Most optimistic people would declare from a plan gone bad that there is a lot to be learned in order that the same mistakes aren’t repeated and then they move on. That’s fine but what’s to be said when a seemingly unending train of doing things poorly just keeps rambling on down the tracks, never looking back? Is it ignorance, stupidity, stubbornness, fulfilling agendas – just what is it that makes some things seem just so ridiculous it’s even beyond laughing at?

Gray wolves in parts of the Northern Rockies have become so prolific in some areas, their insatiable appetites for elk, deer and moose have driven those populations to unsustainable levels. But this didn’t really occur by accident.

God only knows how far back down the tracks one would have to go to find where the first mistakes were made that could have prevented the mess Idaho is now facing, but before gray wolves were captured in Canada and released into areas within the Greater Yellowstone ecosystem, warnings were issued as to the problems that would present themselves once wolves were allowed to propagate unchecked. Those warnings went unheeded, while those who predicted the future should be viewed as brilliant. Instead they continue to be scoffed and demonized.

In Idaho alone, the plan was that when wolves reached about 150, depending on the number of breeding pairs, federal protections for the animals would be removed and the states could then manage the wolves accordingly. One of the problems facing citizens today is that many of our fish and wildlife departments have been indoctrinated into the theory that nature balances itself out and that man shouldn’t be managing wildlife. Most actually believe that man is the cause of all things bad and in this case all things that go poorly for our ecosystems. Intelligent people understand that science is always in flux, it’s never “balanced” in any sense of Nirvanic splendor and that in order to keep our ecosystems functioning on something that resembles an even keel we must provide wildlife management.

Isn’t it insanity that rules the minds of those who think leaving nature alone is the answer when we can see the results of a semi “leaving nature alone” in the Lolo regions of Northeast Idaho? Because of years of confounded lawsuits and trumped up “science”, gray wolves in Idaho, Montana and Wyoming, as well as portions of Oregon, Washington and Utah, have been allowed to “balance” those ecosystems. The hyper protection of predators, essentially disables any fish and wildlife department from functioning in any proper manner that would provide for a healthy environment. The result has been the creation of a predator driven wasteland. This is the result of “letting nature balance things out”.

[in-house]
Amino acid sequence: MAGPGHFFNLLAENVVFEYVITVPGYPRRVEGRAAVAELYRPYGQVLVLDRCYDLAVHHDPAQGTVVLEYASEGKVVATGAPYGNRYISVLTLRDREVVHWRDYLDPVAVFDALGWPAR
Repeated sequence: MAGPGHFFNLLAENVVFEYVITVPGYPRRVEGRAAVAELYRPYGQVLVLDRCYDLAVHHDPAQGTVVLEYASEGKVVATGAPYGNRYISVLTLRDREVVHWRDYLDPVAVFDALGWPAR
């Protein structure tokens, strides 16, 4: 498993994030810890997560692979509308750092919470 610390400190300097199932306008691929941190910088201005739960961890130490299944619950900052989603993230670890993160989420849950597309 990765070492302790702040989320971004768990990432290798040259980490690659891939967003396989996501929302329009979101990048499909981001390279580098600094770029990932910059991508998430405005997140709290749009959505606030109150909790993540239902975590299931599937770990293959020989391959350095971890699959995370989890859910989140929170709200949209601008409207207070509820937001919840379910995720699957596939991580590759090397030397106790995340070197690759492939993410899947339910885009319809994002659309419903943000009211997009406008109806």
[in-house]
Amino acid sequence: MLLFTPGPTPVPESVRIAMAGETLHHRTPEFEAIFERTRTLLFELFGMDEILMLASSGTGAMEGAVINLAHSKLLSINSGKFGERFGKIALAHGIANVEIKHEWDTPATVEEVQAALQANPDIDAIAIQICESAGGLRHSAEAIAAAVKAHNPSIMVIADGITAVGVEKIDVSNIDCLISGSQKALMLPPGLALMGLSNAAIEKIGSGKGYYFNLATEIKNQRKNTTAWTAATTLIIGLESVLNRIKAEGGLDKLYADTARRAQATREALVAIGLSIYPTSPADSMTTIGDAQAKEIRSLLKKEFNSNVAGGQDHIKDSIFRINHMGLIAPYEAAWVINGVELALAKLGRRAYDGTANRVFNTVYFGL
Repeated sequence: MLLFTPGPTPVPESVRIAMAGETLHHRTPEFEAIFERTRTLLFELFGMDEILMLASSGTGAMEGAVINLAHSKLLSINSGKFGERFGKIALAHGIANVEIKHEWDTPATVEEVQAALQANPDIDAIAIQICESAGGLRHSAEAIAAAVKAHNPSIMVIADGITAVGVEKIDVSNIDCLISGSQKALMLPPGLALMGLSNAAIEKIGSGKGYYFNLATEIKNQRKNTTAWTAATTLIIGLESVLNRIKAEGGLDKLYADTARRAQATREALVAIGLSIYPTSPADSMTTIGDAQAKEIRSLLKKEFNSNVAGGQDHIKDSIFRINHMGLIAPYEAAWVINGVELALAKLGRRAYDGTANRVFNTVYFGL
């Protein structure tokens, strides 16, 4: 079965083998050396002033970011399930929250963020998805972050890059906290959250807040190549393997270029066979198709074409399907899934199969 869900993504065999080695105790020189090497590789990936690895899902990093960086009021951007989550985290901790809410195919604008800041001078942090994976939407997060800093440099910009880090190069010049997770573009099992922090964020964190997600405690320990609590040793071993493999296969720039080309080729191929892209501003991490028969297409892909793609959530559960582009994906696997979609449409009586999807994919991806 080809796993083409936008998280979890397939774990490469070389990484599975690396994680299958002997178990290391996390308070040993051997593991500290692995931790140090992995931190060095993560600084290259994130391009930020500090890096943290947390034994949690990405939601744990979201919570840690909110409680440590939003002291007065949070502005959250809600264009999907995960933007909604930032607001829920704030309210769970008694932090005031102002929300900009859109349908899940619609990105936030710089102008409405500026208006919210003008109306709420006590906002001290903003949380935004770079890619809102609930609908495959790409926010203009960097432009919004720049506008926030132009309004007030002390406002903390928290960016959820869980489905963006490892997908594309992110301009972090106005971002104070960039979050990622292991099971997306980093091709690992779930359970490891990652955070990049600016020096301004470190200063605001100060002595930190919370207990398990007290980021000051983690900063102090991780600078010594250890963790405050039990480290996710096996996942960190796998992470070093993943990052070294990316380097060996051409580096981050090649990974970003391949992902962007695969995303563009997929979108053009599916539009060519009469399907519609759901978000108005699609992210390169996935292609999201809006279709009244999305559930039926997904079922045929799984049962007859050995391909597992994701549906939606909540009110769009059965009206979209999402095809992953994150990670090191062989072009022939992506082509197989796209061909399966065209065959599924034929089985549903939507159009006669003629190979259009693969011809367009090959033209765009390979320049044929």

What is now realized before the eyes of Idaho citizens, is that the Lolo elk herd has shrunk from around 16,000 down to 2,000, reaching unsustainable levels. With some crooked maneuvering in Congress, wolves were taken off the Endangered Species Act list and out of protection by the Federal Government. Now the Idaho Department of Fish and Game is having to resort to paying unbelievable sums of money to slaughter wolves in the Lolo in order to save the elk herd. Does any of this make sense? Is this something crafted by morons? Think about it. Who in their right minds, in an effort to restore a gray wolf population, or any population of animal for that matter, would do so at the expense of destroying another?

The U.S. House of Representatives Committee on Natural Resources has begun hearings to discuss the ups and downs of the Endangered Species Act (ESA). Few hold out any hope that anything needed will be accomplished from a dysfunctional government body, but one can only hope.

There is much discussion as to whether attempts should be wasted on attempting to make changes to the ESA or whether the entire act should be repealed. Those with understanding know that the ESA is unconstitutional but then again, aren’t most all of the laws that now constrain American citizens unconstitutional?

Even President Obama wants into the act. Last week, the President introduced his own proposal, 84 pages worth, on defining the term “significant portion of its range”. The entire ESA took 47 pages and Obama needs 84 pages to define one term. Either a sure indication the ESA is seriously lacking or Government is nothing more than a waste of words.

While defining the term “significant portion of its range” is important, what happened and is happening in the Northern Rockies is paramount in any discussions involving changes or repealing the ESA. There is something seriously ill about a process that allows the destruction of one species while attempting to recover another. Anybody with half a brain should be able to figure that out. After all, intelligent creatures don’t dispose of their waste in the same water they drink……do they?

Idaho, once a destination for elk hunting, has seen a $3 million loss in revenue since 2008 due to the ravaging destruction caused by wolves…..real or imagined. In addition to this loss of revenue, which by the way, is the major portion of money that is needed to manage and protect all wildlife in Idaho, now the considerably reduced budget of IDFG has to be pilfered to come up with money to pay to save a desecrated elk herd in the Lolo zone. It’s all so maniacal.

Tom Remington